Gladys Maina is the Founder and Lead Consultant of Panda Consulting Kenya. Panda Consulting Kenya is an IT consultancy firm that specializes in IT Service Management, Service Delivery, Project Management, Governance and Compliance. Panda drives transformational change to deliver innovative solutions that bridge the gap between businesses and technology by adopting IT industry’s frameworks such as ITIL, PRINCE2 and COBIT. The vision of Panda Consulting Kenya is to redefine day to day IT operations by providing effective IT service management solutions to organizations by streamlining and benchmarking their processes under best practice frameworks and standards.
Prior to this, Gladys worked with Jhpiego Corporation in IT Service Management responsible for continuous service improvements to align business needs with changing technological advancements. Jhpiego Corporation is an affiliate of Johns Hopkins University and a global leader in the creation and delivery of transformative healthcare solutions for the developing world. Jhpiego’s main aim is revolutionizing health care for the planet’s most disadvantaged people.
Gladys holds a Bachelor’s Degree in Management of Information Systems and certifications in ITIL Intermediate, PRINCE2, PMD Pro, CCNA and A+. Gladys is a registered member of African Women in Technology (AWIT), Google Women TechMakers and Women in Tech Africa (WiTA). Her passion is in seeing more women breaking barriers in the IT industry.
Why did you get into STEM?
I have a curious mind and so when I was growing up, I had hoped that the career I get into would fulfil this need and create a difference in society. I am glad that my career in STEM helps me achieve this by changing the way people work and live. I love the way technology has revolutionized our lives through the different life-changing mobile applications. It is all about solving problems by creating solutions and thereby bettering the society. The beauty of it all is that you can never run out of ideas and you can be as wildly creative as you wish. The mind is always on the lookout for the next best solution to offer the society.
What do you consider your greatest achievements?
My greatest achievement has been turning my dream into reality by founding a fully-fledged IT Service Management consultancy firm. There is a need in the market for such types of firms and I am glad to be a pioneer in that area. One of the visions of Panda Consulting Kenya is to offer assistance in career counselling and guidance and more specifically a job shadowing kind of prototype for female students pursuing STEM careers. This goes hand in hand with my passion for women mentorship and empowerment as this will give the female students exposure to the day-to-day work life and adequately prepare them for the real world.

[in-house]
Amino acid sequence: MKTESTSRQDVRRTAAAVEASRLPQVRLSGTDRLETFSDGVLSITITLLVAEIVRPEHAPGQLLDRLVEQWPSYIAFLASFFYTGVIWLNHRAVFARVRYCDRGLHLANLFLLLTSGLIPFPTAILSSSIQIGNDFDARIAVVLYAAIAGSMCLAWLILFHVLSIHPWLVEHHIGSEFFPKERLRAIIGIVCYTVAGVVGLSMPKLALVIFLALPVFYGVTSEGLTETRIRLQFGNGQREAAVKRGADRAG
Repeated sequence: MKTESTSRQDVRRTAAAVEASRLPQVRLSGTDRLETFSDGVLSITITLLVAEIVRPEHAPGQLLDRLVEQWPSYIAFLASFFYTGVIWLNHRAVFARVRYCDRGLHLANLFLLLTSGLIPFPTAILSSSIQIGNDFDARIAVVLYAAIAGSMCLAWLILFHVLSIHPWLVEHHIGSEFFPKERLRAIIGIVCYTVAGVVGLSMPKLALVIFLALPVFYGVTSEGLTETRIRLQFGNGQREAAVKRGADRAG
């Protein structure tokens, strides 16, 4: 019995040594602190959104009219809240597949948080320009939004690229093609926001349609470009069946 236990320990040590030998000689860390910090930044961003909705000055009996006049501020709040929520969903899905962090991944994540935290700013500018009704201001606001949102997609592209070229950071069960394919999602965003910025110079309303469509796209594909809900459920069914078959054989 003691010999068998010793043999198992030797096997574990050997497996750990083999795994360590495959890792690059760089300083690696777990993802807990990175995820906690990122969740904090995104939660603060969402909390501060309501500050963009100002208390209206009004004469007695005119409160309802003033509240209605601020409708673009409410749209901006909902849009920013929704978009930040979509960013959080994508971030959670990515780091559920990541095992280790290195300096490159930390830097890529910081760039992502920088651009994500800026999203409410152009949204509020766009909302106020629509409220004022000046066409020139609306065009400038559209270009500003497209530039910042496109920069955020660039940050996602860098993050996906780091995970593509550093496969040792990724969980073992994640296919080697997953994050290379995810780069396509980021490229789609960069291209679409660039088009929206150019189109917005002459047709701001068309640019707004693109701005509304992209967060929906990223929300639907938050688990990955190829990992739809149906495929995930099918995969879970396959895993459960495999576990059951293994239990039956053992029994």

Another greatest achievement was being nominated in the top 100 for the Afrika Kommt! Initiative programme. This was after a rigorous vetting of over 6,000 applicants from Sub-Saharan Africa for the year 2018-2020. Afrika Kommt is an initiative that was set-up in 2008 by leading DAX-listed enterprises and large family-run companies in Germany. The main idea behind the initiative is to provide young African managers from Sub-Saharan African countries with training opportunities. In this way, companies invest in expanding their cooperation with African countries and provide a framework for sustainable economic cooperation with Africa.
Even though I did not make it as a finalist, it was a great honour to be the only Kenyan in my fellowship placement category. I got to interact with brilliant minds and professionals from across Sub-Saharan Africa as well as connect and create networks.
What challenges have you faced as a woman in STEM and how did you overcome them?
The shortage of female mentors has been quite a challenge. People like Steve Jobs and Bill Gates are regularly talked about and idolized, yet there are fewer women in the spotlight. This is changing through the numerous #womenintech awareness programmes but we still need to do more.
Another challenge is the stereotypes that exist stating that STEM is a masculine field. Upbringing and background play a key role in discouraging women instead of nurturing the talent. It is because of such deep-rooted stereotypes that you find women being judged more on performance rather than potential.
What is your advice to budding women in STEM?
Dare to dream and then go for it with everything you’ve got. When mistakes and failures happen along the way, as they will, learn to pick up the pieces and swiftly move on. There is no male or female brain when it comes to getting into the STEM field.
Do not shy away from opportunities. As Richard Branson once said, “If somebody offers you an amazing opportunity but you are not sure you can do it, say yes; then learn how to do it later!